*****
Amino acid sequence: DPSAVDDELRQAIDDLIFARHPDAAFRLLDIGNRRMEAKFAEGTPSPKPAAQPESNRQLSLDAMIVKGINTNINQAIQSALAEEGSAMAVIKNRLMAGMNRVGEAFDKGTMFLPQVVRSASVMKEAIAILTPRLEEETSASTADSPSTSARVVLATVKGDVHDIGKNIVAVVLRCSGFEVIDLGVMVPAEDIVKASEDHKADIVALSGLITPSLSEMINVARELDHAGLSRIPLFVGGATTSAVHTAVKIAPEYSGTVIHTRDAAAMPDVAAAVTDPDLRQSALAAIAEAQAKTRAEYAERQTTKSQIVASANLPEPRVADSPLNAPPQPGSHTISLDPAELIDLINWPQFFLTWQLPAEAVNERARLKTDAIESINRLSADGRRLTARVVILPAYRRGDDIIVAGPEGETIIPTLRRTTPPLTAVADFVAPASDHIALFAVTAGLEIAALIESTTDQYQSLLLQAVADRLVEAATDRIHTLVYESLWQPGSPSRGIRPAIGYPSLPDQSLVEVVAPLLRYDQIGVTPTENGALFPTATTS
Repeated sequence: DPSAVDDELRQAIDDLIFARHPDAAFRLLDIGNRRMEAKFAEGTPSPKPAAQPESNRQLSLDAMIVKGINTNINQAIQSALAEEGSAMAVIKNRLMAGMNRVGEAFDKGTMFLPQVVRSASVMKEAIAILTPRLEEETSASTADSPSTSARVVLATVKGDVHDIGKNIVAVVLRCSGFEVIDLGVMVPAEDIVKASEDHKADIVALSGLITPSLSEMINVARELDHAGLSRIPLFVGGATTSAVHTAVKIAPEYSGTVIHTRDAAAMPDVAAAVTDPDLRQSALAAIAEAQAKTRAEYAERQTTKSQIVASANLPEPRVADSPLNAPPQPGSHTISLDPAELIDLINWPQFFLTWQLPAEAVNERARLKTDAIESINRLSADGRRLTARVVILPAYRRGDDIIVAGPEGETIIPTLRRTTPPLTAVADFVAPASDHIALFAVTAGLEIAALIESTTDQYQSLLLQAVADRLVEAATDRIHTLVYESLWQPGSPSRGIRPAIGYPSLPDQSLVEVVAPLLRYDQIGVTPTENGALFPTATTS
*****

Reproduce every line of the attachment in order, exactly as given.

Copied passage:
Amino acid sequence: DPSAVDDELRQAIDDLIFARHPDAAFRLLDIGNRRMEAKFAEGTPSPKPAAQPESNRQLSLDAMIVKGINTNINQAIQSALAEEGSAMAVIKNRLMAGMNRVGEAFDKGTMFLPQVVRSASVMKEAIAILTPRLEEETSASTADSPSTSARVVLATVKGDVHDIGKNIVAVVLRCSGFEVIDLGVMVPAEDIVKASEDHKADIVALSGLITPSLSEMINVARELDHAGLSRIPLFVGGATTSAVHTAVKIAPEYSGTVIHTRDAAAMPDVAAAVTDPDLRQSALAAIAEAQAKTRAEYAERQTTKSQIVASANLPEPRVADSPLNAPPQPGSHTISLDPAELIDLINWPQFFLTWQLPAEAVNERARLKTDAIESINRLSADGRRLTARVVILPAYRRGDDIIVAGPEGETIIPTLRRTTPPLTAVADFVAPASDHIALFAVTAGLEIAALIESTTDQYQSLLLQAVADRLVEAATDRIHTLVYESLWQPGSPSRGIRPAIGYPSLPDQSLVEVVAPLLRYDQIGVTPTENGALFPTATTS
Repeated sequence: DPSAVDDELRQAIDDLIFARHPDAAFRLLDIGNRRMEAKFAEGTPSPKPAAQPESNRQLSLDAMIVKGINTNINQAIQSALAEEGSAMAVIKNRLMAGMNRVGEAFDKGTMFLPQVVRSASVMKEAIAILTPRLEEETSASTADSPSTSARVVLATVKGDVHDIGKNIVAVVLRCSGFEVIDLGVMVPAEDIVKASEDHKADIVALSGLITPSLSEMINVARELDHAGLSRIPLFVGGATTSAVHTAVKIAPEYSGTVIHTRDAAAMPDVAAAVTDPDLRQSALAAIAEAQAKTRAEYAERQTTKSQIVASANLPEPRVADSPLNAPPQPGSHTISLDPAELIDLINWPQFFLTWQLPAEAVNERARLKTDAIESINRLSADGRRLTARVVILPAYRRGDDIIVAGPEGETIIPTLRRTTPPLTAVADFVAPASDHIALFAVTAGLEIAALIESTTDQYQSLLLQAVADRLVEAATDRIHTLVYESLWQPGSPSRGIRPAIGYPSLPDQSLVEVVAPLLRYDQIGVTPTENGALFPTATTS